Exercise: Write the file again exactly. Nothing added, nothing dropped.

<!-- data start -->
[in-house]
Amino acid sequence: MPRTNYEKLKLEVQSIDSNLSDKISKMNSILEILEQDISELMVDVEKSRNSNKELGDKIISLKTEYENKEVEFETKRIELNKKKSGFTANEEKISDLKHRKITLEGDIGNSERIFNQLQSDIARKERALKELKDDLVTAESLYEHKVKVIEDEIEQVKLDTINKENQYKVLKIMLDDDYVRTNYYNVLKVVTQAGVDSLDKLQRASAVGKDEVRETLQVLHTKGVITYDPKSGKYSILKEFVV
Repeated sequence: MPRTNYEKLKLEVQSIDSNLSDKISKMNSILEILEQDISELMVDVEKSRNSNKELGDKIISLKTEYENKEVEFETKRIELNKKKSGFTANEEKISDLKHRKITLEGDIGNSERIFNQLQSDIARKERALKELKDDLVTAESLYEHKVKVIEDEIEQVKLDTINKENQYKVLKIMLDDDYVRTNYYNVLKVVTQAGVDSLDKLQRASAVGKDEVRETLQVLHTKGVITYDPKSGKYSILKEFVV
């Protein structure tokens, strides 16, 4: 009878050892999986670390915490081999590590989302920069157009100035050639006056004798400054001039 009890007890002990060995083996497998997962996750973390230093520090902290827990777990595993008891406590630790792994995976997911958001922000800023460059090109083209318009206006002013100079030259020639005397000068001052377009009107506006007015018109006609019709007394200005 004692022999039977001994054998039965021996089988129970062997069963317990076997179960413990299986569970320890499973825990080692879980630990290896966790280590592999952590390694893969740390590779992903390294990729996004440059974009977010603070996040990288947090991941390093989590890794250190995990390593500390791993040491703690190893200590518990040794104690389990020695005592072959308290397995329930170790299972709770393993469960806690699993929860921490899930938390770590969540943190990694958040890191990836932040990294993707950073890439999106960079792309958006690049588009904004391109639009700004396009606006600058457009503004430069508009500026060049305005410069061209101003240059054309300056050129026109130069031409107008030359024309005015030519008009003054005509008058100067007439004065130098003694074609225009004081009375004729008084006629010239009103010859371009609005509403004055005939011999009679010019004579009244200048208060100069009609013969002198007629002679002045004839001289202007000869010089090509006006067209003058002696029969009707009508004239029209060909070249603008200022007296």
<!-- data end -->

[in-house]
Amino acid sequence: MPRTNYEKLKLEVQSIDSNLSDKISKMNSILEILEQDISELMVDVEKSRNSNKELGDKIISLKTEYENKEVEFETKRIELNKKKSGFTANEEKISDLKHRKITLEGDIGNSERIFNQLQSDIARKERALKELKDDLVTAESLYEHKVKVIEDEIEQVKLDTINKENQYKVLKIMLDDDYVRTNYYNVLKVVTQAGVDSLDKLQRASAVGKDEVRETLQVLHTKGVITYDPKSGKYSILKEFVV
Repeated sequence: MPRTNYEKLKLEVQSIDSNLSDKISKMNSILEILEQDISELMVDVEKSRNSNKELGDKIISLKTEYENKEVEFETKRIELNKKKSGFTANEEKISDLKHRKITLEGDIGNSERIFNQLQSDIARKERALKELKDDLVTAESLYEHKVKVIEDEIEQVKLDTINKENQYKVLKIMLDDDYVRTNYYNVLKVVTQAGVDSLDKLQRASAVGKDEVRETLQVLHTKGVITYDPKSGKYSILKEFVV
């Protein structure tokens, strides 16, 4: 009878050892999986670390915490081999590590989302920069157009100035050639006056004798400054001039 009890007890002990060995083996497998997962996750973390230093520090902290827990777990595993008891406590630790792994995976997911958001922000800023460059090109083209318009206006002013100079030259020639005397000068001052377009009107506006007015018109006609019709007394200005 004692022999039977001994054998039965021996089988129970062997069963317990076997179960413990299986569970320890499973825990080692879980630990290896966790280590592999952590390694893969740390590779992903390294990729996004440059974009977010603070996040990288947090991941390093989590890794250190995990390593500390791993040491703690190893200590518990040794104690389990020695005592072959308290397995329930170790299972709770393993469960806690699993929860921490899930938390770590969540943190990694958040890191990836932040990294993707950073890439999106960079792309958006690049588009904004391109639009700004396009606006600058457009503004430069508009500026060049305005410069061209101003240059054309300056050129026109130069031409107008030359024309005015030519008009003054005509008058100067007439004065130098003694074609225009004081009375004729008084006629010239009103010859371009609005509403004055005939011999009679010019004579009244200048208060100069009609013969002198007629002679002045004839001289202007000869010089090509006006067209003058002696029969009707009508004239029209060909070249603008200022007296």